On defense during their 2014 championship campaign, Boston generally maintained a tight man defense that forced other teams to make difficult throws and work hard for goals. Using virtually no junk or zone looks6, the team relied on a tremendous amount of discipline, which 2014’s Ironside had in spades.
In Boston’s losses – especially the U.S. games – opponents had one weapon that gives even the most well-drilled, fundamentally sound defense problems: the biggest, fastest athletes on the field.
In Ironside’s worst loss of the regular season at the Finals of the Pro Flight Finale, Machine scored several goals on hucks to their stable of big deep threats taking advantage of smaller defenders, as Kevin Kelly does here:
With plenty of big throwers available to put bombs to space, Chicago didn’t hesitate to loft it into a matchup with a 6’3-plus cutter had up to six inches of height on his defender. When Boston focused on containing those deep shots, Machine took advantage by looking for big gainers as deep threats like AJ Nelson came under with considerable leads:
During the finals of Nationals, Boston a particularly hard time containing Jimmy Mickle. This was true not only in the air, where Mickle made several characteristic big grabs in the end zone, including one key goal over George Stubbs, but also on the ground: when Ironside was committed to stopping his deep opportunities, Mickle used his speed to take create tons of space on big unders.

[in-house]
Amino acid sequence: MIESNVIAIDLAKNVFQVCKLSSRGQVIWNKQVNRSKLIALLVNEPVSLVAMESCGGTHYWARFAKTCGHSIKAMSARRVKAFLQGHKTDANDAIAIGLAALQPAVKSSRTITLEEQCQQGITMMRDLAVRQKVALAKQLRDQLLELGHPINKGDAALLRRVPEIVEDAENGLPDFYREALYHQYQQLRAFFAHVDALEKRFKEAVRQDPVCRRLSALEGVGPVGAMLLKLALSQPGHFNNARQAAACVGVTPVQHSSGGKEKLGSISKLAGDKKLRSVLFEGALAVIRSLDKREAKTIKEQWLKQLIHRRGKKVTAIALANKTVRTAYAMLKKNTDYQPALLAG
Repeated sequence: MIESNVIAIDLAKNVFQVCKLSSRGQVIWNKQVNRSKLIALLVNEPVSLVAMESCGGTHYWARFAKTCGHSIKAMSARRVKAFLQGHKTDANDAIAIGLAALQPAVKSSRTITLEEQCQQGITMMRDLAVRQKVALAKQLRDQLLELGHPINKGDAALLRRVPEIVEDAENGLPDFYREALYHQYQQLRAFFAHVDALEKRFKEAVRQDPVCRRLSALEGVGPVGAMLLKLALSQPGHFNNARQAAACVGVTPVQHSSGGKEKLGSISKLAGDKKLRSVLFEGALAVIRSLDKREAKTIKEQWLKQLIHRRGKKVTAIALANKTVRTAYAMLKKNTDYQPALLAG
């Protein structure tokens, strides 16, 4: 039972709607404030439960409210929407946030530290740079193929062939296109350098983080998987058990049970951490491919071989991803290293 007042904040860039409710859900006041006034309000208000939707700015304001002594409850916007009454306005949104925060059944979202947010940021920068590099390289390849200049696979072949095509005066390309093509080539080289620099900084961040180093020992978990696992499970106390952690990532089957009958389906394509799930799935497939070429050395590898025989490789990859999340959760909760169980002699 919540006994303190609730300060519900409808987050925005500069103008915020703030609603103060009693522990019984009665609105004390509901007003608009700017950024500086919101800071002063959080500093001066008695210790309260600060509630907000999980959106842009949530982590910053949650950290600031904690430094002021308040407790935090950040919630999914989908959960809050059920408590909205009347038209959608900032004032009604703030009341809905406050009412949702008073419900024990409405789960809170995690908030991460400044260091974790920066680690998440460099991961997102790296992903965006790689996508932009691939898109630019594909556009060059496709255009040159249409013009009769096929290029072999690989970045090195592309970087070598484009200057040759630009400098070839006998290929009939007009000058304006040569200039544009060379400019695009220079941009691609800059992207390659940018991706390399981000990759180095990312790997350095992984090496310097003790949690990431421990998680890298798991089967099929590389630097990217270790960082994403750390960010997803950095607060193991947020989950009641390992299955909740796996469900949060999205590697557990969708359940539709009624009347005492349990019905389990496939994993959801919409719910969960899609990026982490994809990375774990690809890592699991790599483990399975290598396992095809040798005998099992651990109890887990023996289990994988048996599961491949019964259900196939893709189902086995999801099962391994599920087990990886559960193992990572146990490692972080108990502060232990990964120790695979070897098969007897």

This separation was also handy in allowing Mickle to act as a release valve in cases when Bravo’s handlers were unable to secure resets.
The successes of Mickle demonstrate the difficulty Boston was faced with throughout the finals: use a bigger, less experienced defender to contain potential hucks to Mickle, or use Stubbs to guarantee more difficult throws and give up a serious height advantage on deep throws:
Bravo also took advantage of its size advantage in a less-expected way, with Brodie Smith playing a key role in closing the door on Ironside’s national championship hopes. While injuries mean he’s no longer the athlete he once was, Smith is still a very big body, and he used it well to score two goals late in the final, assuring that two defenders with decent position couldn’t get a block. The Brodie problem was indicative of the overarching struggle Boston had with size.
Although Boston might have had the size to match up with one or two of the biggest members of Bravo, by the time they reached the third or fourth biggest guy – Kurt Gibson at a healthy 6’2’’, for example – Boston players were giving up significant size to their mark. Combine this with simply wanting smart matchups to deal with position, throwing skill, etc., and Ironside had difficulty finding a defender anywhere near Smith’s 6’5’’ frame.7